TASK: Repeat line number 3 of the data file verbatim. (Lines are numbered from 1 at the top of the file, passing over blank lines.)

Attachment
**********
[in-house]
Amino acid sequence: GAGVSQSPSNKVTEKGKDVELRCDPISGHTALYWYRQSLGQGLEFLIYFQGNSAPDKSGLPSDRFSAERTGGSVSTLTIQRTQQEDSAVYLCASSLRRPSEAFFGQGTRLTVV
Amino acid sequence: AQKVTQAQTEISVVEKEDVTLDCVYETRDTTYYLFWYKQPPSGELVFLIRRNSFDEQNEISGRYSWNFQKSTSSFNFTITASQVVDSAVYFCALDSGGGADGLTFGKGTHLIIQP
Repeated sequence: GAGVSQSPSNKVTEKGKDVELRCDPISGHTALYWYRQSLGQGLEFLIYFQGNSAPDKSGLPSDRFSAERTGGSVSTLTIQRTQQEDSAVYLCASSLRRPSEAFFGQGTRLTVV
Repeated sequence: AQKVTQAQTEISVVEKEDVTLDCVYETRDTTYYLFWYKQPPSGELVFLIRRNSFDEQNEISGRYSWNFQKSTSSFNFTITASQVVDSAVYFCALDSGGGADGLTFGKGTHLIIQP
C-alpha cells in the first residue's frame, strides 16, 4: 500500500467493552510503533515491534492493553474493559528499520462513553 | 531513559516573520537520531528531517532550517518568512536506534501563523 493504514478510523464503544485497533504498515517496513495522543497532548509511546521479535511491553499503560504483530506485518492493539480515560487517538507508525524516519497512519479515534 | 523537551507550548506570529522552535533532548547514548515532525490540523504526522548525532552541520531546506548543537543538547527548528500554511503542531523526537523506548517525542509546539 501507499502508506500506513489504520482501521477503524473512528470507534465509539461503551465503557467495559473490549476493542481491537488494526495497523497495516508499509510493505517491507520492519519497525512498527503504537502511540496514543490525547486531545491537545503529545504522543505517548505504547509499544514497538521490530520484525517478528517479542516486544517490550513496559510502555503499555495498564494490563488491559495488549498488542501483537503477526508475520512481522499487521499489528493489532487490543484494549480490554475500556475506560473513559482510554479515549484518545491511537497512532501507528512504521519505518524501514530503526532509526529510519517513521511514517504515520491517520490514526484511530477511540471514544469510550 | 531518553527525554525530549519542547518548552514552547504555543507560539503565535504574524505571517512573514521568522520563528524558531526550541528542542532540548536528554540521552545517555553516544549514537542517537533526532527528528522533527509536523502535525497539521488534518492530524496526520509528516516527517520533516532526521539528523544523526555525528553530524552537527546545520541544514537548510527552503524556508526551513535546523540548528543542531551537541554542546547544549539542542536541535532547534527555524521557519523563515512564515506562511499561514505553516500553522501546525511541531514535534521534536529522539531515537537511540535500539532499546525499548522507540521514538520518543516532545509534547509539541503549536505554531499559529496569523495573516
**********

Amino acid sequence: AQKVTQAQTEISVVEKEDVTLDCVYETRDTTYYLFWYKQPPSGELVFLIRRNSFDEQNEISGRYSWNFQKSTSSFNFTITASQVVDSAVYFCALDSGGGADGLTFGKGTHLIIQP